North Carolina is getting flexible with its state-run motor fleet and newly-purchased passenger vehicles will run on an alternative fuel called e-85, as well as gasoline.
e-85 is made from crops, like corn, and is cleaner for the air. It also costs about 16 cents more per gallon.
"It's really only through price rising that we capture everyone's attention," said Anne Tazewell of the Clean Cities Coalition. "What we're all about is introducing fuel diversity," Tazewell said.
Another alternative fuel is B-20, a biodiesel made from a variety of fuels, including vegetable oil.
"It can run on any vehicle without any modification whatsoever," said Kurt Creamer, an energy extension specialist. "E-85, made up of 85 percent ethanol and 15 percent gas, is a flexible fuel."
"The Ford Taurus and larger SUVs are all e-85 capable," Tazewell said.
One of the biggest problems with alternative fuels is finding it.
The BP gas station on Benson Road in Garner offers B-20 for about the same price as regular diesel. Right now, the Garner location is the only place in the Triangle to offer the fuel to regular customers.
An Exxon station on Roxboro Road in Durham is about to do the same.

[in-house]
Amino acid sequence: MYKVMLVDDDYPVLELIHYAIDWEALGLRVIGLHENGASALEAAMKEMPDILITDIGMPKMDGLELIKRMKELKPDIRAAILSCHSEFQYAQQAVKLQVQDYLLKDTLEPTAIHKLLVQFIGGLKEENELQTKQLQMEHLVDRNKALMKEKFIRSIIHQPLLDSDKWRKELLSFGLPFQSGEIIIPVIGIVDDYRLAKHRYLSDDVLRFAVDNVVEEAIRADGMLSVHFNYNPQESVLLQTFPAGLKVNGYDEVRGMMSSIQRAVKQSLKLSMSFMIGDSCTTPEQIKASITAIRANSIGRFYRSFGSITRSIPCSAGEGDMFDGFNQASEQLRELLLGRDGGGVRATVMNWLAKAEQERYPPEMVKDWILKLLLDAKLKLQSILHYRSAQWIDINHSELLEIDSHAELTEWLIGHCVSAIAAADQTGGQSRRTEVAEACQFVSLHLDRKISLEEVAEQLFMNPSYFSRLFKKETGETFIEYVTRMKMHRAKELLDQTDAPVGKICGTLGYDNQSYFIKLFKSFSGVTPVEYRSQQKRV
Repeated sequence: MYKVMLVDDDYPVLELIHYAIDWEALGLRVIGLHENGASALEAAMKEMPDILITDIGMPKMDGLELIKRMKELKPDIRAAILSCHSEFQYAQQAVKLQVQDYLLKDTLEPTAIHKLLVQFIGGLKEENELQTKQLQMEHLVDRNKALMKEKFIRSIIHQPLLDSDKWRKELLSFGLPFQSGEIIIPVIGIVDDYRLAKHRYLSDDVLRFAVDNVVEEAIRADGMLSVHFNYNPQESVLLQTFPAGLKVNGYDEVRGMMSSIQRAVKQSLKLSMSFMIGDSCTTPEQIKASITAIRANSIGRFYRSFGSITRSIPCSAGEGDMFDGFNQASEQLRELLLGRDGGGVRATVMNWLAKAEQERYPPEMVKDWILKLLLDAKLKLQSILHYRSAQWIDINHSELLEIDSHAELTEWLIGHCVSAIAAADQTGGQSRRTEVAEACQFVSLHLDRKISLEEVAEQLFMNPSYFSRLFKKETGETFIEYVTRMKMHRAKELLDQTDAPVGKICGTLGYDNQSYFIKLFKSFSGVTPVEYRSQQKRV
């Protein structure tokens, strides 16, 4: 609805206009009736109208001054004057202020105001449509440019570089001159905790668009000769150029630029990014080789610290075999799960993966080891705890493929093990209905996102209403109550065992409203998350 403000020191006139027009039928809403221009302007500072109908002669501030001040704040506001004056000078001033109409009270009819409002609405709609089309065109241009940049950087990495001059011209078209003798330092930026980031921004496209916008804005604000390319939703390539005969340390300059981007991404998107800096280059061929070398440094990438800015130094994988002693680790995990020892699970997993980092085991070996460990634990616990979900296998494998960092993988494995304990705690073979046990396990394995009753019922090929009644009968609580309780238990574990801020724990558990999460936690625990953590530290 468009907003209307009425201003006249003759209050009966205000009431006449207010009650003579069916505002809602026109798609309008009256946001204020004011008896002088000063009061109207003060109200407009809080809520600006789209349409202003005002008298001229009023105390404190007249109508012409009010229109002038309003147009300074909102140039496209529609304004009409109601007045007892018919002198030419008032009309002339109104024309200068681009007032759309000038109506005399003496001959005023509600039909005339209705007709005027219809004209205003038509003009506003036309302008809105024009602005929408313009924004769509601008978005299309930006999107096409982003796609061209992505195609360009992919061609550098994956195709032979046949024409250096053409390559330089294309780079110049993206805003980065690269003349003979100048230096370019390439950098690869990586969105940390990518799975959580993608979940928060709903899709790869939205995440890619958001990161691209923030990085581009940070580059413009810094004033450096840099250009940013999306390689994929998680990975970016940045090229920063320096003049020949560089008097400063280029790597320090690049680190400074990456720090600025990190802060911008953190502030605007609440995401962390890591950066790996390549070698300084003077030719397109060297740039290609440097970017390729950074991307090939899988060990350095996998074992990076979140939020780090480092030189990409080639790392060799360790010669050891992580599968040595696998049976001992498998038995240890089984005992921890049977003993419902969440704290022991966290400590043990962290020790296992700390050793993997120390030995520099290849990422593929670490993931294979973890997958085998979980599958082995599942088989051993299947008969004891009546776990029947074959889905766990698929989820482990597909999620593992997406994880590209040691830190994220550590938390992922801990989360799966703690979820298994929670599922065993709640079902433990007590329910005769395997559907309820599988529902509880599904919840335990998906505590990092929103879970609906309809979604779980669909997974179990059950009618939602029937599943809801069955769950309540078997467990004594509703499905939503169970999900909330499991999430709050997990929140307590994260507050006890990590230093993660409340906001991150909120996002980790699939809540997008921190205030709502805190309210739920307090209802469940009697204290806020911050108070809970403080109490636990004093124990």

"Well, we're making baby steps. For the average consumer there isn't much choice," Tazewell said. "As these fuels become more household words, people will see that there is a choice."
The state motor fleet is ready with two e-85 pumps already in service.
The Clean Cities Coalition offers rebates to businesses in the Triangle that want to sell alternative fuels. The state energy office provided a $100,000 grant to offset the higher cost.
N.C. State is working a statewide rebate program.
Hybrids are another alternative to paying higher gas prices. Some of the vehicles get 60 miles to the gallon. In two years, hybrids are expected to make up 10 percent of the mid-size car market.